Solar X-ray Induced Ionospheric Absorption


This model allows the computation of the maximum absorption frequency due to solar X-ray control of the ionospheric D-layer. This can be used to infer the extent of a shortwave fadeout in high frequency (HF) communications. It can also be used to infer outages of Over the Horizon radar (OTHR) systems. In both cases the model can be used for frequency management.

During daytime hours the ionosphere contains a structure called the D-region. This is a region of solar-produced ionisation around 80 km altitude. Unlike the E and F layers above it, the D-region does not reflect radio signals, but it does absorb them. The frequency below which absorption becomes significant is called the absorption limited frequency fL (also sometimes the ALF).

During quiet solar times, most of the D-region ionisation is produced by Lyman-alpha (Lα radiation with a wavelenth of 121.6 nm. However, when a solar flare occurs the ionisation increase due to the action of soft solat x-rays in the wavelength range from 0.1 to 0.8 nm. These x-rays are monitored by sensors on the US GOES satellites and are available in real-time from the SWPC web site.

Solar X-ray Flare Classes Solar soft x-ray flares in the 0.1 to 0.8 nm wavelength range have energy flux densities that are assigned letters followed by a number. The letters indicate the class of the flare (C=low flux, M=moderate flux, X=high flux). The number then indicates the flux density within this specified decadal range. At times of low solar activity, the letters B and A are used for the decadal ranges below C, and very energetic flares are sometimes classed as Y flares where Y = 10*X. Thus an X28 flare is also known as a Y2.8 flare. Note that the GOES detectors saturate at about X17 and any flare classed >X17 has been assigned by extrapolation of the actual flux curve.


The absorption of radio waves occurs where they pentrate the D-region. For sub-ionospheric waves this occurs in two places, one where they are ascending and the other where they are descending. We simplify reality in this model by assuming a single absorptive location at the ionospheric reflection point (R). The situation is indicated in the diagram below:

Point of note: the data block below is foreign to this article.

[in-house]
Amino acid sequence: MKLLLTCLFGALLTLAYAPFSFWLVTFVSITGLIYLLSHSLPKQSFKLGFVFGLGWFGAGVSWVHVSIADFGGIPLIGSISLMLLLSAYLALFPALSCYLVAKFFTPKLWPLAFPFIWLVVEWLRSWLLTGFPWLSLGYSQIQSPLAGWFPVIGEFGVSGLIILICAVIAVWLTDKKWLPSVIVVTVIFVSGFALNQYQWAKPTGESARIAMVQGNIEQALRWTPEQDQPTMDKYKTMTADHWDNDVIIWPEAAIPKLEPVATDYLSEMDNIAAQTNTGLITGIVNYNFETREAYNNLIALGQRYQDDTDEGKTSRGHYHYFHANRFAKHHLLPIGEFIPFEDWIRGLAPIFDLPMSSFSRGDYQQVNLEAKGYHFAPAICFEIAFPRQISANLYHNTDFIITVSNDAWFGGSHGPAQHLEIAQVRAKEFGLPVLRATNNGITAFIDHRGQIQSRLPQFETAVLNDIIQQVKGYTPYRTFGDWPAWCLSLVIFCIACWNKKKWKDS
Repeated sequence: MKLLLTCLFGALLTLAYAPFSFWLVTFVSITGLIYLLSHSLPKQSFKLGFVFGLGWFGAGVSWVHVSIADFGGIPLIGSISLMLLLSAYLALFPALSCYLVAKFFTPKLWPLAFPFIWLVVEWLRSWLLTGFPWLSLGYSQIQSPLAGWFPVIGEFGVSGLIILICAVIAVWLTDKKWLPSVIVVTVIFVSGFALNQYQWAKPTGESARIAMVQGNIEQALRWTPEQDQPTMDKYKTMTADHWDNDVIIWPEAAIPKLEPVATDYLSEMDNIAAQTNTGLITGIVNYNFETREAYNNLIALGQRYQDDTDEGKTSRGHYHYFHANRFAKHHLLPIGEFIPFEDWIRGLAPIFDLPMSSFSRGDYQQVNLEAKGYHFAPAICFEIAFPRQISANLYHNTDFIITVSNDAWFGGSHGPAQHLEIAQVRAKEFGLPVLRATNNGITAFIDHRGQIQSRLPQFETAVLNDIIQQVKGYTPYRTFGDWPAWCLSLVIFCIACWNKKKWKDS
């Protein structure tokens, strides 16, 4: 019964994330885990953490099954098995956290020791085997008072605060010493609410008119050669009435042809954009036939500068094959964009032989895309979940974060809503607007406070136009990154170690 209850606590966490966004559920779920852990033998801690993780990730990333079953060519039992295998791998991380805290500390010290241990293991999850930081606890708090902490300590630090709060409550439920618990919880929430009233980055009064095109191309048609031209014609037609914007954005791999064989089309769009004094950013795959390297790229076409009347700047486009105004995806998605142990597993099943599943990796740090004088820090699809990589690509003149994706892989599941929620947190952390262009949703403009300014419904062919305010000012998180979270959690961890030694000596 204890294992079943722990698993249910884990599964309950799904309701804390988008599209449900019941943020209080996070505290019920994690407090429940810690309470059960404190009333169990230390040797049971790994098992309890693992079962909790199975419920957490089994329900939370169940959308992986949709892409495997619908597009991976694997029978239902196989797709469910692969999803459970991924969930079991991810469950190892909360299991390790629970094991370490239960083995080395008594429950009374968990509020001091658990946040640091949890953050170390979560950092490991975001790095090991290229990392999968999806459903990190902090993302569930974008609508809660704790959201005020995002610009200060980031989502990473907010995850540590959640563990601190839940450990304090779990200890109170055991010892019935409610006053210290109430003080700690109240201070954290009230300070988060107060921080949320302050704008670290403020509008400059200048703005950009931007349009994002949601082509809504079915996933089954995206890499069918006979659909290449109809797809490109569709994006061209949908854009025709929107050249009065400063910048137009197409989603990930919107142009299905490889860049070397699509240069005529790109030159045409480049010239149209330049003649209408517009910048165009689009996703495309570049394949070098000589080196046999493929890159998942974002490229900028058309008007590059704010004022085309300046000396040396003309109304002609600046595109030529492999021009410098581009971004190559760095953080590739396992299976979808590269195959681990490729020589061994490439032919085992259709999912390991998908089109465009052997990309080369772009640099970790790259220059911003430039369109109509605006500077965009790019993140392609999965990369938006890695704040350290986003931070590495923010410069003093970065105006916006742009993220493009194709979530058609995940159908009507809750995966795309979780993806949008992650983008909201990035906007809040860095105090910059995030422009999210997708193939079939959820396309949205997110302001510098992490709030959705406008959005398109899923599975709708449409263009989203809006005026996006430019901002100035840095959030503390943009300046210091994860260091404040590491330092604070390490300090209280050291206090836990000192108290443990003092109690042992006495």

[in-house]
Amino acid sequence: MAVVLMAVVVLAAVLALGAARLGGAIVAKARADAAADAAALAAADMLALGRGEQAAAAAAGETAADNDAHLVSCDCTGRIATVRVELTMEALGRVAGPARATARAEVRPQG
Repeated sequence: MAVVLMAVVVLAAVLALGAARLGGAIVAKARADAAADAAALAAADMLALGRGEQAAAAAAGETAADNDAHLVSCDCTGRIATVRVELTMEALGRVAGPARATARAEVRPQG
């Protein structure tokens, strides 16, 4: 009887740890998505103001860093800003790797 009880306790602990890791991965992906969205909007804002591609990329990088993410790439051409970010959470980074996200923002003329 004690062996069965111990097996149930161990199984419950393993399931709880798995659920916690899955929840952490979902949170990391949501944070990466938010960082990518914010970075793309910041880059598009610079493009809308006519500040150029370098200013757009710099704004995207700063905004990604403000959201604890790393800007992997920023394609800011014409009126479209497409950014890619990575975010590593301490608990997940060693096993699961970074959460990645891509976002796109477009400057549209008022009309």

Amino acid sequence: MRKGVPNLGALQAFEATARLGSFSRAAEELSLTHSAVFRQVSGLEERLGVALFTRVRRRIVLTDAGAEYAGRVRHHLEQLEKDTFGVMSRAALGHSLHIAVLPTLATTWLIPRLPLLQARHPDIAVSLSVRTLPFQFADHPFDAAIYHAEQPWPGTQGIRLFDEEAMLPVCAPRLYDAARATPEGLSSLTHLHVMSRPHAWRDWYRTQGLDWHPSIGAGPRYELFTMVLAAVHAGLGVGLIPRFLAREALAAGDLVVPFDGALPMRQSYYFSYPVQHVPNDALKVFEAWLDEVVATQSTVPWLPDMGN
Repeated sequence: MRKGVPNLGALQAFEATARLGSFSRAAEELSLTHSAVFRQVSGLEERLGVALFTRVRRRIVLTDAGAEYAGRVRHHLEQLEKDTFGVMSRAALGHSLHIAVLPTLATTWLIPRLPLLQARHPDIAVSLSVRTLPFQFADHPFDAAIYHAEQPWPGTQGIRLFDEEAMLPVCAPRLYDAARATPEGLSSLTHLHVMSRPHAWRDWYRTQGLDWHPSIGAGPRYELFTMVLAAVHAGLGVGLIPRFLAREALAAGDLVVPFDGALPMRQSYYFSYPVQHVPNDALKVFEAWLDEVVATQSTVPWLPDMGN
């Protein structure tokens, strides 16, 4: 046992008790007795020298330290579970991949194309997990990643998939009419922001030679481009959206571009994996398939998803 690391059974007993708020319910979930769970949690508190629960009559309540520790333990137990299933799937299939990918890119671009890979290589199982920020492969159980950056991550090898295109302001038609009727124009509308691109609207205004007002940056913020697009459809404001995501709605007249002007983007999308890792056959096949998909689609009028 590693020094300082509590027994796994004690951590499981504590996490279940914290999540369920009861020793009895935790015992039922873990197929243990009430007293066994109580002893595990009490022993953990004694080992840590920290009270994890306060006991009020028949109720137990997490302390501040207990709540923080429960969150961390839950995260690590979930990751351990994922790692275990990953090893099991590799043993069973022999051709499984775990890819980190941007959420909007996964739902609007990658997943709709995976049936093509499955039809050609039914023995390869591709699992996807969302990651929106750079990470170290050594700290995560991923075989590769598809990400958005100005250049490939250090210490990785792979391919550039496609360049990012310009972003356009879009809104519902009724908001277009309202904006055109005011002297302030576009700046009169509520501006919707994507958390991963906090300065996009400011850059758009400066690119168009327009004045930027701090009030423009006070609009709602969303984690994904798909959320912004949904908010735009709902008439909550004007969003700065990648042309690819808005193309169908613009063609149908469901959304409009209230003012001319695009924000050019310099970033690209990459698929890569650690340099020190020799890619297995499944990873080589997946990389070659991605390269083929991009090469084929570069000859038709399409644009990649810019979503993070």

HF absorption geometry

If the ray requires more than one hop to reach the receiver from the transmitter, the reflection point that has the most absorption will be the one controlling the propagation.

The absorption by the D-region is dependent on the solar zenith angle ( χ ) at point R, and the absorption limited frequency may be expressed empirically (from work carried out at the US Naval Ocean Systems Center) by the model formula:

where X is the solar X-ray flux in Watts per square metre. The second termed in the parenthese is due to Lyman-α radiation. This can be seem to be equivalent to C1.8 x-ray emission. It is this term that generally controls the absorption when no solar flare is occurring.


To compute the solar zenith angle at point R we use the formula:

where For the purposes of this model the last two quantities can be approximated by the simple expressions: where MODEL I/O


A Quick Basic implementation of this model may be found at SWF.BAS with an accompanying world map file at WS.MAP. An output map produced by this program is shown below:

Shortwave Fadeout Map
This plot shows the lowest useable frequencies for ionospheric reflection points across the globe during an X2 solar X-ray flare at a time of 00 UT hours on the 23rd of October. The colour bar on the right specifies the ALF frequencies appropriate for each colour. Note that only the daylight side of the Earth is affected.

The following graph is an empirical plot of the maximum frequency predicted by the model and in addition the average duration that a shortwave fadeout lasts for each class of X-ray flare. This is based on a model developed at the USAF Air Weather Service in 1988.

Shortwave fade parameters

ASAAustralian Space Academy